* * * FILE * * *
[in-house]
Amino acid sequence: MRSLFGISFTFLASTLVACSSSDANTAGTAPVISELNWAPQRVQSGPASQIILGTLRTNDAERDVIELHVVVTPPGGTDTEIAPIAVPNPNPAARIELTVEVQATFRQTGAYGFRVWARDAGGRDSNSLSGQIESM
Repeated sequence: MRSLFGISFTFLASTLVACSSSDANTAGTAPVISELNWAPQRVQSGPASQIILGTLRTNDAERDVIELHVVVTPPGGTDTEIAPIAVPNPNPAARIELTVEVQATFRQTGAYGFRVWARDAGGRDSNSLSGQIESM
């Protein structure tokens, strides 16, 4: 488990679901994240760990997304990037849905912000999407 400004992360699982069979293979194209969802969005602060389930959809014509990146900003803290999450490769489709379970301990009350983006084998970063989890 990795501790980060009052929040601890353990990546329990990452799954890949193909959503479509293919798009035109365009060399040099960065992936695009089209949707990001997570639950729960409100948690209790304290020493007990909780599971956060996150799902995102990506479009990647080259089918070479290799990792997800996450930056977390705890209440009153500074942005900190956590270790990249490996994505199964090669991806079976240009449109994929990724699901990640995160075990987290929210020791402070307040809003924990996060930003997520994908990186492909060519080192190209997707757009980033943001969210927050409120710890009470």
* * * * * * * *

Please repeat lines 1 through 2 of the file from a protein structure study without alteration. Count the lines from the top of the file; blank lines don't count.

[in-house]
Amino acid sequence: MRSLFGISFTFLASTLVACSSSDANTAGTAPVISELNWAPQRVQSGPASQIILGTLRTNDAERDVIELHVVVTPPGGTDTEIAPIAVPNPNPAARIELTVEVQATFRQTGAYGFRVWARDAGGRDSNSLSGQIESM